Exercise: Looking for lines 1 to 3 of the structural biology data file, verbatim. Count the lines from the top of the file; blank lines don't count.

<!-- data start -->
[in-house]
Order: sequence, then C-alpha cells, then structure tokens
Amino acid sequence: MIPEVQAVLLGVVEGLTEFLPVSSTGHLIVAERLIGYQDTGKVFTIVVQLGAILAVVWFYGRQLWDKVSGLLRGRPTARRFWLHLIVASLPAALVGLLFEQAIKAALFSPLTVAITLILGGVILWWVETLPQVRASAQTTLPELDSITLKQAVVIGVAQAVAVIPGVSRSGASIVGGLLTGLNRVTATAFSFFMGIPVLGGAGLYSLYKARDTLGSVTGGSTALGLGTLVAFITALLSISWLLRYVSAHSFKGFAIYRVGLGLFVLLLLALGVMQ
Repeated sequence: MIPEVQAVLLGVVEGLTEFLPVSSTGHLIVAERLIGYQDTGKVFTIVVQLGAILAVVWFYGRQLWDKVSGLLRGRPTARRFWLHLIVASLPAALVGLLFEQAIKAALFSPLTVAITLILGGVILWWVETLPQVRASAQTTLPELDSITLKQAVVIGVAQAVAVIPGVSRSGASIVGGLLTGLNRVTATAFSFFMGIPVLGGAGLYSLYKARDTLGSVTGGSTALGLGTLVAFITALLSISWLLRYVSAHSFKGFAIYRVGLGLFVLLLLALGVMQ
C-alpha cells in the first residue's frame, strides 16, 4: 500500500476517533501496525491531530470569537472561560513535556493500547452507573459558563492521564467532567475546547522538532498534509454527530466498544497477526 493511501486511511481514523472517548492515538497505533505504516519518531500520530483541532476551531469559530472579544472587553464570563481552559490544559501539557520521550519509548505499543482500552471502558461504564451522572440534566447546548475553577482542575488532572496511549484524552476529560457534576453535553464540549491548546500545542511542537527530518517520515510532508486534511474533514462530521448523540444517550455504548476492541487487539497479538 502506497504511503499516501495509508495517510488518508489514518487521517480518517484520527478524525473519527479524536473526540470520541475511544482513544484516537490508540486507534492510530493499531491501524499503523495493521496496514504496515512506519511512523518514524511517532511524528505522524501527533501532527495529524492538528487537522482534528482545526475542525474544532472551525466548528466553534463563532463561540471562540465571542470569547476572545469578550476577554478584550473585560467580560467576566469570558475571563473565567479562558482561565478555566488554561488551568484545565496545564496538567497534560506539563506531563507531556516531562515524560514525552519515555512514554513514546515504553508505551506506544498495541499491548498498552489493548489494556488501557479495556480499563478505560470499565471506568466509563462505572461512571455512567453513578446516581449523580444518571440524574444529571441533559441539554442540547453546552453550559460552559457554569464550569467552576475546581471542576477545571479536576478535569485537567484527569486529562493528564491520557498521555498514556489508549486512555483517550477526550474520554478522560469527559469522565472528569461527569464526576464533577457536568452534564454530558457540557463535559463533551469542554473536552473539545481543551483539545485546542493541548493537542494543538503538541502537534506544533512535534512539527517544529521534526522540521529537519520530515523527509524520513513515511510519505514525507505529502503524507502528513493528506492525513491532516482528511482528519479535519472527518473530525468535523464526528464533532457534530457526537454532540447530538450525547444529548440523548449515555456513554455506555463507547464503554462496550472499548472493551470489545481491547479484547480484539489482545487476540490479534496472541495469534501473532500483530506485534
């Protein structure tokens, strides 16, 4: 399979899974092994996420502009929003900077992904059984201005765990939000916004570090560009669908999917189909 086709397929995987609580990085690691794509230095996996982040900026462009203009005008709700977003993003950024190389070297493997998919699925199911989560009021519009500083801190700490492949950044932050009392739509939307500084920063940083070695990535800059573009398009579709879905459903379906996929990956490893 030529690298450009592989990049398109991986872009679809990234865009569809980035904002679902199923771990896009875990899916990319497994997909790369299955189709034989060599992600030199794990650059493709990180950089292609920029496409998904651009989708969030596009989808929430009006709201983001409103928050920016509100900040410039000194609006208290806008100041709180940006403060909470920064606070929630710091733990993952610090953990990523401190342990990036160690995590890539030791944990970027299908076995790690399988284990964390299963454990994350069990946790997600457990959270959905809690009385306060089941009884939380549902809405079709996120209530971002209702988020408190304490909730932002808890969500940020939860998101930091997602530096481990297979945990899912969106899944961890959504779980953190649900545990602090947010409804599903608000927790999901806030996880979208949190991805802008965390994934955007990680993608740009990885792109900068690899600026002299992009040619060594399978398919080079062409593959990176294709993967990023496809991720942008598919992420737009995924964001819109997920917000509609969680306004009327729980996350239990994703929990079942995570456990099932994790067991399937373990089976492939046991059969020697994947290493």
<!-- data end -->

[in-house]
Order: sequence, then C-alpha cells, then structure tokens
Amino acid sequence: MIPEVQAVLLGVVEGLTEFLPVSSTGHLIVAERLIGYQDTGKVFTIVVQLGAILAVVWFYGRQLWDKVSGLLRGRPTARRFWLHLIVASLPAALVGLLFEQAIKAALFSPLTVAITLILGGVILWWVETLPQVRASAQTTLPELDSITLKQAVVIGVAQAVAVIPGVSRSGASIVGGLLTGLNRVTATAFSFFMGIPVLGGAGLYSLYKARDTLGSVTGGSTALGLGTLVAFITALLSISWLLRYVSAHSFKGFAIYRVGLGLFVLLLLALGVMQ